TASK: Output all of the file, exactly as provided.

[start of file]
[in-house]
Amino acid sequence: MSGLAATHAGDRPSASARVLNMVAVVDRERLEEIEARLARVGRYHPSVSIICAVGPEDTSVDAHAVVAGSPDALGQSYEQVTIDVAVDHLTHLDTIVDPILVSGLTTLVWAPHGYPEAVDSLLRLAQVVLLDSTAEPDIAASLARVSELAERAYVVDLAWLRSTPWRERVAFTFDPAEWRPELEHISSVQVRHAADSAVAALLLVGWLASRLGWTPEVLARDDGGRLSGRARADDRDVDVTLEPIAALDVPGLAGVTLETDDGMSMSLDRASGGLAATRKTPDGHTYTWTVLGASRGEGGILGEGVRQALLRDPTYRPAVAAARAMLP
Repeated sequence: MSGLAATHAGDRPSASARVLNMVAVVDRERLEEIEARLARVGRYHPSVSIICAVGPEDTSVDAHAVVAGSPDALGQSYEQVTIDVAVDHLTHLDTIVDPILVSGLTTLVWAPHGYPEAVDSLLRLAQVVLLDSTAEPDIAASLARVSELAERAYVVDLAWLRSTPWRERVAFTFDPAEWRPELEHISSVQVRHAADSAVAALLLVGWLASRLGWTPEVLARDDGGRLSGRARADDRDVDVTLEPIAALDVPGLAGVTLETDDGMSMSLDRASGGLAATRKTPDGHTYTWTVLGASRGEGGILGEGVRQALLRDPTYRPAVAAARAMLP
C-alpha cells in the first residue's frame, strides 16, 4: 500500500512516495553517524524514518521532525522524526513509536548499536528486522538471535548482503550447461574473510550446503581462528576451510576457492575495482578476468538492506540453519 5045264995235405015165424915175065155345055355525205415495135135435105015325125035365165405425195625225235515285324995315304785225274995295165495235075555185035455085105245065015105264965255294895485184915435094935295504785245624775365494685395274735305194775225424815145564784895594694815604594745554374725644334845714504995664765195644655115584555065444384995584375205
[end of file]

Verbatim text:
[in-house]
Amino acid sequence: MSGLAATHAGDRPSASARVLNMVAVVDRERLEEIEARLARVGRYHPSVSIICAVGPEDTSVDAHAVVAGSPDALGQSYEQVTIDVAVDHLTHLDTIVDPILVSGLTTLVWAPHGYPEAVDSLLRLAQVVLLDSTAEPDIAASLARVSELAERAYVVDLAWLRSTPWRERVAFTFDPAEWRPELEHISSVQVRHAADSAVAALLLVGWLASRLGWTPEVLARDDGGRLSGRARADDRDVDVTLEPIAALDVPGLAGVTLETDDGMSMSLDRASGGLAATRKTPDGHTYTWTVLGASRGEGGILGEGVRQALLRDPTYRPAVAAARAMLP
Repeated sequence: MSGLAATHAGDRPSASARVLNMVAVVDRERLEEIEARLARVGRYHPSVSIICAVGPEDTSVDAHAVVAGSPDALGQSYEQVTIDVAVDHLTHLDTIVDPILVSGLTTLVWAPHGYPEAVDSLLRLAQVVLLDSTAEPDIAASLARVSELAERAYVVDLAWLRSTPWRERVAFTFDPAEWRPELEHISSVQVRHAADSAVAALLLVGWLASRLGWTPEVLARDDGGRLSGRARADDRDVDVTLEPIAALDVPGLAGVTLETDDGMSMSLDRASGGLAATRKTPDGHTYTWTVLGASRGEGGILGEGVRQALLRDPTYRPAVAAARAMLP
C-alpha cells in the first residue's frame, strides 16, 4: 500500500512516495553517524524514518521532525522524526513509536548499536528486522538471535548482503550447461574473510550446503581462528576451510576457492575495482578476468538492506540453519 5045264995235405015165424915175065155345055355525205415495135135435105015325125035365165405425195625225235515285324995315304785225274995295165495235075555185035455085105245065015105264965255294895485184915435094935295504785245624775365494685395274735305194775225424815145564784895594694815604594745554374725644334845714504995664765195644655115584555065444384995584375205